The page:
Phew, it’s been a long day. Nineteen films, three of them features, and now here’s a fourth to round off the day. Another strand at the Giornate is Before Curtiz, the films the great Michael Curtiz made before he went to Hollywood, when he was Mihály Kertész from Hungary. I’ve long wanted to see Die Sklavenkönigin (Moon of Israel) (Austria 1924), not least for its British connection since it was part-funded by British company Stoll Film Studios, with H. Rider Haggard writing the intertitles for what was an adaptation of his novel Moon of Israel. Alas, the old saying ‘A Stoll film is a dull film’ never rang truer. It’s a tale of the Israelites in slavery in Egypt being led to freedom by Moses, though the lead figure is an Israelite slave girl with Mosaic-like authority who falls in love with an Egyptian prince.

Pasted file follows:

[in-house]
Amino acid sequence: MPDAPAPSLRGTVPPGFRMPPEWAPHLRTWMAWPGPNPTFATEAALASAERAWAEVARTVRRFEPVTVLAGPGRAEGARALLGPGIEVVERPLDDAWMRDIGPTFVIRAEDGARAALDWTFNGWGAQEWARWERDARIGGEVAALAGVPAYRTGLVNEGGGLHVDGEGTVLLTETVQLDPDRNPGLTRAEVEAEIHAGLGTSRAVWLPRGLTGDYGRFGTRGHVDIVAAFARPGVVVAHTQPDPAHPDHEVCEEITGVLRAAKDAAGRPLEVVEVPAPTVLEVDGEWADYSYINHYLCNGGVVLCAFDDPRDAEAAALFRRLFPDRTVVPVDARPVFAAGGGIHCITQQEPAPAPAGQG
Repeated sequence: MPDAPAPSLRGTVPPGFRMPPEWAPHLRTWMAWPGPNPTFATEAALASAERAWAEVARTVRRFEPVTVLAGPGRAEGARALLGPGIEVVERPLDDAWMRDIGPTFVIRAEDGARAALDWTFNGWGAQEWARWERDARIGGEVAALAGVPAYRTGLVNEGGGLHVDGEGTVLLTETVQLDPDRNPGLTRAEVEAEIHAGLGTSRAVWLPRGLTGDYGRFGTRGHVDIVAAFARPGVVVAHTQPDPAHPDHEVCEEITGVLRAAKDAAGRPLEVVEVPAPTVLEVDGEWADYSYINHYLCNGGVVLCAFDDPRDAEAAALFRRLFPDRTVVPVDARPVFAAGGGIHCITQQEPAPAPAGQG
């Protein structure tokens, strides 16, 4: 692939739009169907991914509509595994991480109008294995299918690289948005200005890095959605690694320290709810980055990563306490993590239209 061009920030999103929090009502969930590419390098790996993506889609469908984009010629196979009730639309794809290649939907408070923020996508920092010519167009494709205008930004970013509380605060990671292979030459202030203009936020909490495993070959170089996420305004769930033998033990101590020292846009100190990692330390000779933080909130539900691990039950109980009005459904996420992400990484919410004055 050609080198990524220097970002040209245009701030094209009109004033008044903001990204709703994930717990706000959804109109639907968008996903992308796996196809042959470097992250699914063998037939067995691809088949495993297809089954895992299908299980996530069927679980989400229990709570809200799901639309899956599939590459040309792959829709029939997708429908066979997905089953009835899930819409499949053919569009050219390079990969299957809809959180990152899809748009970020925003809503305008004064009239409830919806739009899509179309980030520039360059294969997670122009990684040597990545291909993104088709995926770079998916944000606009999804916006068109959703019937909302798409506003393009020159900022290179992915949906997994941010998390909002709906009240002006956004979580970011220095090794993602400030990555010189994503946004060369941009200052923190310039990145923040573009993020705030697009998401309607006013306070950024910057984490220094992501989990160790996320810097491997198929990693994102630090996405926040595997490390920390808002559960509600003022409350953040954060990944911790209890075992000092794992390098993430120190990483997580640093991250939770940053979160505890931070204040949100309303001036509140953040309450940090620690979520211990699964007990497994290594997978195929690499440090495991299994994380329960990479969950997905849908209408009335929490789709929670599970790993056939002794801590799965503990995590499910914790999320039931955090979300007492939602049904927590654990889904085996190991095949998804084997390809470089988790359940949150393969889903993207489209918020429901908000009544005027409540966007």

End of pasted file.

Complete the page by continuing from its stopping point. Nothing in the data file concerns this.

Because it says so in the film histories then I have to accept it must be partially true, but I really do find it hard to credit that Maria Corda was ever popular. Plain, heavily-built, and as lacking in star quality as she is in any acting ability, she kills the film stone dead. Yet it apparently was designed as a star vehicle on acount of her great popularity with German and Austrian auiences following the films she had made with husband Alexander Korda. Her co-star, the Chilean Adelqui Millar, is no less wooden, though having seen the ludicrous hairstyle devised for him by the wardrobe department, perhaps he just gave up from the start and was merely grateful for the cheque at the end of it. There is some interest in how the Jews are presented not entirely sympathetically, with their tendency to violence contrasting with the gentle Egyptian prince who becomes Pharoah, and the parting of the Red Sea is genuinely impressive – achieved, the catalogue tells us, “by combining double exposure of the negative with an ingenious mechanical device that launched 50 cubic metres of water over a scale model”. In the end Corda has to die to avoid the a-historical embarassment of a Jew married to an Egyptian pharoah. A film more endured than enjoyed.